The Opening For The Amateur

In this country alone there are no less than 5,000 cinematograph theatres, besides travelling entertainers and educational establishments where the moving film has been adopted. New films are always in request, and for a really popular one the Continental and American rights fetch a considerable sum. Here is a chance for any one of artistic talent. The commercial films are far from good. In many places, especially in the country, it is easy to get together a number of characters and construct little amusing comedies which will be worthy of reproduction. Episodes of this kind and pastoral plays are the best field, leaving pageants and public events to the professional photographer, with whom it is unwise to attempt competition. A good camera and developing outfit is the only necessary outlay. When a good negative film is secured, the best plan is to send it to one of the leading firms, who will undertake the printing, and probably make an offer for the copyright.

The Founders Of Cinematography

In 1877, Muybridge of California took a large number of photographs of a trotting horse by employing a series of separate cameras arranged side by side, and illustrated his lectures on the subject by projection through a lantern. Anschutz, in Prussia, invented a camera wherein successive images were impressed on a rapidly moving plate, and revived the Zoetrope in an improved form, for the display of these movements. At about the same time, Mr. W. Friese-Greene took out the first patent for a machine, using a continuous celluloid film as the support for the series of moving negatives, and he must therefore be regarded as the father of Animated Photography in the modern sense. The Edison Kinetoscope appeared in 1891. In April 1895 Messrs. Lumiere, in Paris, and Mr. Birt Acres, in London, almost simultaneously arrived at a practical machine. Mr. Acres photographed the University Boat Race in that year. Other names to be remembered are Varley, Paul, and Maskelyne. The progress of the cinematograph, like that of all notable developments, is strewn with the wreckage of many ingenious but unhappy inventors. For the last ten years the records of the Patent Office show an average of two or three applications in each week, most of which have found oblivion at an early stage in their career.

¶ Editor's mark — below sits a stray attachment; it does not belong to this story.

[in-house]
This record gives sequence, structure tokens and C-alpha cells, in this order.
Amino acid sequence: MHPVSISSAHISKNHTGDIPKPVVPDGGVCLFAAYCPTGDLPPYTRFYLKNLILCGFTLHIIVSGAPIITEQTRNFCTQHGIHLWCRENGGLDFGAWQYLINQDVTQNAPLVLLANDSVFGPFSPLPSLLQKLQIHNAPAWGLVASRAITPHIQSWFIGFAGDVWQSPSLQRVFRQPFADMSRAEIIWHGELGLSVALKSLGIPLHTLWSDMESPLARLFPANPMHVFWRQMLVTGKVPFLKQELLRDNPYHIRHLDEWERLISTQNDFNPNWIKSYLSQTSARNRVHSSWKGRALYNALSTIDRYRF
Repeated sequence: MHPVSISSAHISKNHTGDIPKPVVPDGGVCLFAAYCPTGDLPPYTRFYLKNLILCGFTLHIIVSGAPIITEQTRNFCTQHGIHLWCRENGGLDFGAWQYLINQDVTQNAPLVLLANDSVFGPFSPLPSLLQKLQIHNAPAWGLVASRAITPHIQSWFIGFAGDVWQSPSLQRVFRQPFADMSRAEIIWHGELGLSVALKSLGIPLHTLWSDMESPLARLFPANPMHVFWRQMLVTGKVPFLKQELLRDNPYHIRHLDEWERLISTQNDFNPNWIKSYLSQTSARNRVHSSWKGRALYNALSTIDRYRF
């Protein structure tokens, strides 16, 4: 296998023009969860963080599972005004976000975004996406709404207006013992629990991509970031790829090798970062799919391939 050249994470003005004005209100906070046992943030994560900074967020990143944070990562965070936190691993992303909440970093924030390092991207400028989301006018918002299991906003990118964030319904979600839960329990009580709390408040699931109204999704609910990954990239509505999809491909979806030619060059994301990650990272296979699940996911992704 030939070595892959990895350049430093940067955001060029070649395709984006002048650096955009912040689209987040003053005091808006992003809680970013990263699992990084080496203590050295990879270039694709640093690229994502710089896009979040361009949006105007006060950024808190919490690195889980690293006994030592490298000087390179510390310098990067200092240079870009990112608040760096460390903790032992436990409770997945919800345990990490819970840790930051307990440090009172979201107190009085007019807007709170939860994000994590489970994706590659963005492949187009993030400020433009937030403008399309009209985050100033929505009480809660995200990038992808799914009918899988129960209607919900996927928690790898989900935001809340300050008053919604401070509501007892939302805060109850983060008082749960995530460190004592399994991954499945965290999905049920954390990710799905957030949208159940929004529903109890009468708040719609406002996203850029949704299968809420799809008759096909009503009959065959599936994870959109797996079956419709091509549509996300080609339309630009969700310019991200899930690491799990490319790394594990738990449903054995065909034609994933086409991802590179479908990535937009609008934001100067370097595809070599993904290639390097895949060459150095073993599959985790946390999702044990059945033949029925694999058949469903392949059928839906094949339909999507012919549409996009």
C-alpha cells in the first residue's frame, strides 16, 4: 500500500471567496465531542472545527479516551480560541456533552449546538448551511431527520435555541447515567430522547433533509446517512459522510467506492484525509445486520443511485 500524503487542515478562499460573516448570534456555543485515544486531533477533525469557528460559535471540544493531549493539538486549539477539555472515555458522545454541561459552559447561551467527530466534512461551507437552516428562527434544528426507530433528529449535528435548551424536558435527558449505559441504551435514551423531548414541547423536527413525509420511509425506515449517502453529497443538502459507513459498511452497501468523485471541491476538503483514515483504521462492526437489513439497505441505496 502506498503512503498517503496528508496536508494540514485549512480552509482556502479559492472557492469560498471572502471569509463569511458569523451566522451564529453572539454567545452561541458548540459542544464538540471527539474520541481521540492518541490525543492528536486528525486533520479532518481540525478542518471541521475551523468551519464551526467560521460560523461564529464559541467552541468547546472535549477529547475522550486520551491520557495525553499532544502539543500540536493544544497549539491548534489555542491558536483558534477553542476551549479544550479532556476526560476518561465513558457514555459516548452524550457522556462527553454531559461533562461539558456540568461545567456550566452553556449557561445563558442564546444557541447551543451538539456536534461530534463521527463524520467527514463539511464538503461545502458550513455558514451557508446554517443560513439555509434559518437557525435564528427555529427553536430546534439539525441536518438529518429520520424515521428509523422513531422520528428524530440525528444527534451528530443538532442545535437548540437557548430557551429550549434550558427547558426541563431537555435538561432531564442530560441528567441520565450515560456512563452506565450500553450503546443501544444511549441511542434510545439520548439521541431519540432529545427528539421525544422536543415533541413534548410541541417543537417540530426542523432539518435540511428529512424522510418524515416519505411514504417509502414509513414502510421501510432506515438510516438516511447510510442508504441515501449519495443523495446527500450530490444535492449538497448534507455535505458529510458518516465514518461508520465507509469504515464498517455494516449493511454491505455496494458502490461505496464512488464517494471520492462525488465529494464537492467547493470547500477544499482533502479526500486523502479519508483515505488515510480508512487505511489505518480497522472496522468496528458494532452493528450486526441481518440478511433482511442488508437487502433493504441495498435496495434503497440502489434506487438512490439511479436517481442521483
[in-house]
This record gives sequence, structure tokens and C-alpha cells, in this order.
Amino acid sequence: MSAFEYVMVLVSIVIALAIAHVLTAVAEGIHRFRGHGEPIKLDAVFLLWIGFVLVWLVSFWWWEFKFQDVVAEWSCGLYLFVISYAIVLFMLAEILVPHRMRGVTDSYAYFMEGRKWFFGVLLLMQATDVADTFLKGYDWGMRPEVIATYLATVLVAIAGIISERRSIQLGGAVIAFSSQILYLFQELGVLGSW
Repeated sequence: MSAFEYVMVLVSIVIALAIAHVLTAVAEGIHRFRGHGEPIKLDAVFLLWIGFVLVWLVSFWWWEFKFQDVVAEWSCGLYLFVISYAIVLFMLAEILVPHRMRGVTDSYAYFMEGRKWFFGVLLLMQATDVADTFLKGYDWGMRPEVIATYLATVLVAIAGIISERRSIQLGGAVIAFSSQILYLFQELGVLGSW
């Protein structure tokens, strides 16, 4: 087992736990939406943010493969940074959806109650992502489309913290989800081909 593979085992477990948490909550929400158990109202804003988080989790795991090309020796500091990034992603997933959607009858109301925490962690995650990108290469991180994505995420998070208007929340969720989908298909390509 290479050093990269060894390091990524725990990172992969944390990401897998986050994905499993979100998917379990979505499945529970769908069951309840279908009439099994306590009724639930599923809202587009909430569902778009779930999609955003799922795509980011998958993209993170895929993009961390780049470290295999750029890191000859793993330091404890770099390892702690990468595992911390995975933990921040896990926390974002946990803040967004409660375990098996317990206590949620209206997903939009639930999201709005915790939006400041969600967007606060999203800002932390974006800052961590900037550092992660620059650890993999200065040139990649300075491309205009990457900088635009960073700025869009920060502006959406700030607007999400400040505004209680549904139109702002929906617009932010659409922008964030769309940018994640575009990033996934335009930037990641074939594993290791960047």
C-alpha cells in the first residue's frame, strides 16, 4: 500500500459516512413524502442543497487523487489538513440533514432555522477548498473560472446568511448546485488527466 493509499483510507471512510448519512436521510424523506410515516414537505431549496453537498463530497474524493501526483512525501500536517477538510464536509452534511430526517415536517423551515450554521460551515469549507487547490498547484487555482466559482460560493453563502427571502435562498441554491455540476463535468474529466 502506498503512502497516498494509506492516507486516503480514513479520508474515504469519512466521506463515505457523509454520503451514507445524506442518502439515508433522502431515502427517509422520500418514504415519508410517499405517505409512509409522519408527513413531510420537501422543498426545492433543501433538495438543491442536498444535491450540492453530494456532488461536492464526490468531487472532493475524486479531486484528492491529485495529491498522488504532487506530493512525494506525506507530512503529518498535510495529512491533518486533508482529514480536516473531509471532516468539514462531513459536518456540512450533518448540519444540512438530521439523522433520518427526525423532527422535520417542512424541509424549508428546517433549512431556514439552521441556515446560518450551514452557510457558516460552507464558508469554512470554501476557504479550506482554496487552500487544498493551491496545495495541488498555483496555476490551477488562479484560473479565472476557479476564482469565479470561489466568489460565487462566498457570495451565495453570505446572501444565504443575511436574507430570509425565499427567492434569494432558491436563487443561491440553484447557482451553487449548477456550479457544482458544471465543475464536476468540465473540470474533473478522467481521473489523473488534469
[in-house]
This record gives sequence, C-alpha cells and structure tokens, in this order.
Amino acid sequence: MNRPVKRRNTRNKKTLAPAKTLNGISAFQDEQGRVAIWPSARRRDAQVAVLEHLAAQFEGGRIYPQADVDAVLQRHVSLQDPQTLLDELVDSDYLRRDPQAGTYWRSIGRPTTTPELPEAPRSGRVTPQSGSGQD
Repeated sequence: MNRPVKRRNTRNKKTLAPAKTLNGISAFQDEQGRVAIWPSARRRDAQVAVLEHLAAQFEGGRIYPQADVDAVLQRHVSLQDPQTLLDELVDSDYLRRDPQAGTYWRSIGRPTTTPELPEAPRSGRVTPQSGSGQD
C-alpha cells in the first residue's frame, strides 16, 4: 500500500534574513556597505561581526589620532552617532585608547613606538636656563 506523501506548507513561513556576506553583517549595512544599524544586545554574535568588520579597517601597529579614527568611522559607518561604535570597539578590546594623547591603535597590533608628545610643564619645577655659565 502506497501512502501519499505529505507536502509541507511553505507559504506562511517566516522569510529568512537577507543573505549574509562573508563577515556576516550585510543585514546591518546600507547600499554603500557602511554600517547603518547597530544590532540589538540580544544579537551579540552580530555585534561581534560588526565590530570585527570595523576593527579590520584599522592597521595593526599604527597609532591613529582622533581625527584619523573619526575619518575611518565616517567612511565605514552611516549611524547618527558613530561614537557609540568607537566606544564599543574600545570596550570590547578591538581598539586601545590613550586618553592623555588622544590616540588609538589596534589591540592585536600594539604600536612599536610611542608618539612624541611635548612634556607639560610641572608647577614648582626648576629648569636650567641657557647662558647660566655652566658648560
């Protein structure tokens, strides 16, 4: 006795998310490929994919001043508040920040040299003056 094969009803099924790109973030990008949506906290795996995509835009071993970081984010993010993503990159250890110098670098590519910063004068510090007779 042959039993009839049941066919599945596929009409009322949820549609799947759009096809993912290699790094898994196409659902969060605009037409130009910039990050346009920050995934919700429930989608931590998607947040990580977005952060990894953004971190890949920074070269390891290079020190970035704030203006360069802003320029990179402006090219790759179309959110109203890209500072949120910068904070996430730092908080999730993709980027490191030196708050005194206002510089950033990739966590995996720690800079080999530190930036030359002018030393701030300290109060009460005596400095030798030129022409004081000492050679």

Many of the commercial machines are capable of producing pictures at a very high speed, subject only to the adjustment of the shutter slit, and the provision of a driving power capable of imparting a uniform rate of motion. Machines for special scientific purposes have been devised, of extraordinary capacity, such as that by Dr. Cranz, of Berlin, which will photograph the path of a bullet fired at a bladder of water hung on a string. The effect of this film when drawn through the optical lantern at the ordinary rate is very curious, as well as instructive. More significant still are the photo-micrographic films, showing the domestic proceedings of the animalculae; and those illustrative of X-ray work, which latter we have not yet had an opportunity of seeing. Stereoscopic films are more a matter of expense than of any other difficulty, and altogether the applications of the cinematograph are each season becoming so various, that they are almost coterminous with photography itself. For one type of work alone we can say definitely the cinematograph film is ineligible - the hand camera. And the reason of this would be appreciated by the reader, if he had once witnessed the projection of a film prepared with the instrument held in the hand, and had experienced the hopeless giddy sensation while figures and buildings rock up and down, with an occasional desperate leap skyward followed by a plunge into the depths of the earth. One thing we must postulate for the animated-picture maker - a good, rigid, and reliable stand for the apparatus to rest upon.

The only modern handbook on the subject is by F. P. Liesegang, and at present there is no English translation.